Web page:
|Guns and Health|
Jeffrey M. Drazen, M.D., Stephen Morrissey, Ph.D., and Gregory D. Curfman, M.D.
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The Supreme Court has launched the country on a risky epidemiologic experiment. The announcement by the Court last month of its decision in District of Columbia v. Heller,1 which struck down a ban on handgun ownership in the nation's capital, has set the stage for legal challenges to gun regulation in other major American cities. Such challenges have already been introduced in Chicago and San Francisco. If there is a widespread loosening of gun regulations, we will learn over the next few years — in a before-and-after experiment — whether the laws we had in place had a significant impact in mitigating death and injury from handguns. In our opinion, there is little reason to expect an optimistic result; research has shown and logic would dictate that fewer restrictions on handguns will result in a substantial increase in injury and death.
The Supreme Court's 5-to-4 decision reflects the sharp division among the justices and a very narrow victory for the majority. Still, all the justices agreed that American society has a legitimate interest in regulating firearms. The disagreement lay in the extent of regulation that they found acceptable within the framework of the Constitution. The majority indicated that regulation must be limited to specific circumstances, such as gun ownership by felons and the mentally ill and the carrying of firearms in schools and public buildings, whereas the minority believed that more far-ranging regulation, including laws such as the District of Columbia's handgun ban, meets a constitutional standard.
We believe that closer regulation promotes the public health. In April, just after the oral arguments in District of Columbia v. Heller, we wrote that "health care professionals, whose responsibility it is to treat the wounded and the dying, have special reason to be concerned."2 In light of the Court's decision in the case, that concern has been magnified.
The Centers for Disease Control and Prevention, in concert with health authorities across the country, keeps careful records on the number of injuries and deaths that result from handgun use. In 2005, the last year with complete data, there were more than 30,000 deaths and 70,000 nonfatal injuries from firearms.3 About one quarter of the nonfatal injuries and a tenth of the deaths were in children and adolescents. To place these numbers in perspective, 10 times as many Americans die each year from firearms as have died in the Iraq war during the past 5 years. Firearm injuries represent a major public health problem that seems certain to be exacerbated with less handgun regulation.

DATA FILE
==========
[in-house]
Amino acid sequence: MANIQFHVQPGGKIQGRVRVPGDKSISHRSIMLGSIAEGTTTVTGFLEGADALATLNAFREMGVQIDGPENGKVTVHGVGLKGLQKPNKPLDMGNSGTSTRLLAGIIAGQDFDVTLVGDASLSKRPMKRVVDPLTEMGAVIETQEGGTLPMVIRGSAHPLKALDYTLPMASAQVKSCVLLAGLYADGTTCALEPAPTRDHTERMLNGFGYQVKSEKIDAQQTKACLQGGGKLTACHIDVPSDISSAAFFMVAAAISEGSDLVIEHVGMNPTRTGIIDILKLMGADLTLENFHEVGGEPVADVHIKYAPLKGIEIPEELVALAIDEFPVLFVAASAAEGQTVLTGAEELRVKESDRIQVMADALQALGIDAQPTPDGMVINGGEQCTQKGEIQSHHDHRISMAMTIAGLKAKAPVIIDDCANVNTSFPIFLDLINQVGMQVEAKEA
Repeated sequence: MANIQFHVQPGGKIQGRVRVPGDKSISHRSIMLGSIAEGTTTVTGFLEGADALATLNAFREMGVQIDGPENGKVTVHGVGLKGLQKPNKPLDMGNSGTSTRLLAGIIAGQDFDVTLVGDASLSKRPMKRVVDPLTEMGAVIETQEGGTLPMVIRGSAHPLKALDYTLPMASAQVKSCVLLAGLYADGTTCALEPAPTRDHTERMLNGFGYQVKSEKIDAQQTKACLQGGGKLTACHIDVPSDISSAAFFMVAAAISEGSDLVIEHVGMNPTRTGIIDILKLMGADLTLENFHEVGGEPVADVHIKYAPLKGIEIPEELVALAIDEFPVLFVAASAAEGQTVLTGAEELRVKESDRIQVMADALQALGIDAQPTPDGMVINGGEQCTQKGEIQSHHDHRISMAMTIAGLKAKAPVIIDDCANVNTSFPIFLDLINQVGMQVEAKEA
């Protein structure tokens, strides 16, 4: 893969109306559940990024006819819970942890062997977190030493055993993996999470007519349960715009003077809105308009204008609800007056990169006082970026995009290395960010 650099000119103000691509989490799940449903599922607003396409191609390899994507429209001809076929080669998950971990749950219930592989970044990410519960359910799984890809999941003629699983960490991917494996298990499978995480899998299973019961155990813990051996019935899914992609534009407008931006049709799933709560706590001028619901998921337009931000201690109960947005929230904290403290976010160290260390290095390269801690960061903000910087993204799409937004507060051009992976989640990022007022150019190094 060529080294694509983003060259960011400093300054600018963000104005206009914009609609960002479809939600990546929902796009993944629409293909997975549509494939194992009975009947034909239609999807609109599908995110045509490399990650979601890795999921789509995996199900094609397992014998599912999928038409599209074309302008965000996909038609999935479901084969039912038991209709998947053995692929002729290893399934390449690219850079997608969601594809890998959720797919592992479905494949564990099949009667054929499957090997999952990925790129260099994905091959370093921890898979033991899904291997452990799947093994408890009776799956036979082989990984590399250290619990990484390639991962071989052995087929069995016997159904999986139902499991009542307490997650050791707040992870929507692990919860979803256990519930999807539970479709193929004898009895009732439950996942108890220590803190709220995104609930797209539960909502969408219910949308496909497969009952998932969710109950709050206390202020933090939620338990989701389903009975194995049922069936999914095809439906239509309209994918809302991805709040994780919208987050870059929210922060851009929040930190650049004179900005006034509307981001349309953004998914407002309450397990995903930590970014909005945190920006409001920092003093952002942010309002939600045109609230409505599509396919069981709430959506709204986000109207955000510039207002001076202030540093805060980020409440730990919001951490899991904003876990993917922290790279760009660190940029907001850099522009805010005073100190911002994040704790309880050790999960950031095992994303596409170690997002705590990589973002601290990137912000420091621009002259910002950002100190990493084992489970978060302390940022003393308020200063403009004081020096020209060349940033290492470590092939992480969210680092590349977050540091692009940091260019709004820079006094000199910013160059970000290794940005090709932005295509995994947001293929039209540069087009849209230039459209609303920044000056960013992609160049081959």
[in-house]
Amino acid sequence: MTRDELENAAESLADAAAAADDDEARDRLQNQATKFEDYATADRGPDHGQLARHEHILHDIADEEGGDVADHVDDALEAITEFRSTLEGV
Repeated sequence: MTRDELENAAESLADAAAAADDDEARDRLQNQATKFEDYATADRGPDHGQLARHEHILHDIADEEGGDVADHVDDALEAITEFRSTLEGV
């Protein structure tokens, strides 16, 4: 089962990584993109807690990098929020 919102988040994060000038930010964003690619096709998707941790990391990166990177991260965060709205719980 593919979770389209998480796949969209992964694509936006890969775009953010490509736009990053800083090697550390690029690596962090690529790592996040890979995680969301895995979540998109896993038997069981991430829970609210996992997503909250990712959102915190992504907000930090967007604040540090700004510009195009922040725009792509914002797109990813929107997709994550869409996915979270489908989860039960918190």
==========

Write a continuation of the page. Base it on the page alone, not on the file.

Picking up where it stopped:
It is well documented in the medical literature that regulation of guns benefits the public health. For example, a careful study4 demonstrated that the 1976 restrictive handgun law in the District of Columbia, which was the focus of the Heller case, resulted in an immediate decline of approximately 25% in homicides and suicides by firearms, but there was no such decline in adjacent areas that did not have restrictive laws.
With the weakening of handgun regulations, we are very concerned about the health of the public, especially young people, whose safety is disproportionately affected by firearms. We have a heightened concern about suicide, in which impulsivity may have an important role; ready access to a gun may significantly increase the risk of completion.5,6 We believe that a sensible level of regulation is essential. There is no language in the Constitution that would limit regulation. Indeed, the preamble to the Second Amendment includes the phrase "well-regulated" in reference to the use of firearms by militias. Given the diversity of geography and population in the United States, lawmakers throughout the country need the freedom and flexibility to apply gun regulations that are appropriate to their jurisdictions. The Court's decision in District of Columbia v. Heller may greatly reduce the latitude that legislators have had in setting firearm regulations for their localities.
With the Supreme Court's decision and the expectation of a substantial reduction in gun regulation, we are poised to witness another epidemiologic study of the effect of regulation on gun violence. With this experiment, which may play out in many American cities, we will know in the coming years whether the overturned laws reduced death and injury from handguns. The Court has heard the arguments and made its decision; we will now learn the human ramifications of this landmark case.
No potential conflict of interest relevant to this article was reported.
We thank Jordan Eipper for assistance with research.
This article (10.1056/NEJMe0805629) was published at www.nejm.org on July 9, 2008. It will appear in the July 31 issue of the Journal.
District of Columbia v. Heller, No. 07-290 (2007).
Curfman GD, Morrissey S, Drazen JM. Handgun violence, public health, and the law. N Engl J Med 2008;358:1503-1504. [Free Full Text]
Centers for Disease Control and Prevention. Number of deaths from 113 selected causes by age: United States, 2005. (Accessed July 7, 2008, at http://www.disastercenter.com/cdc/Age%20of%20Deaths%20113%20Causes%202005.html.)
Loftin C, McDowall D, Wiersema B, Cottey TJ. Effects of restrictive licensing of handguns on homicide and suicide in the District of Columbia. N Engl J Med 1991;325:1615-1620. [Abstract]
Hemenway D. Private guns, public health. Ann Arbor: University of Michigan Press, 2004.
Miller M, Lippmann SJ, Azrael D, Hemenway D. Household firearm ownership and rates of suicide across the 50 United States. J Trauma 2007;62:1029-1035. [Medline]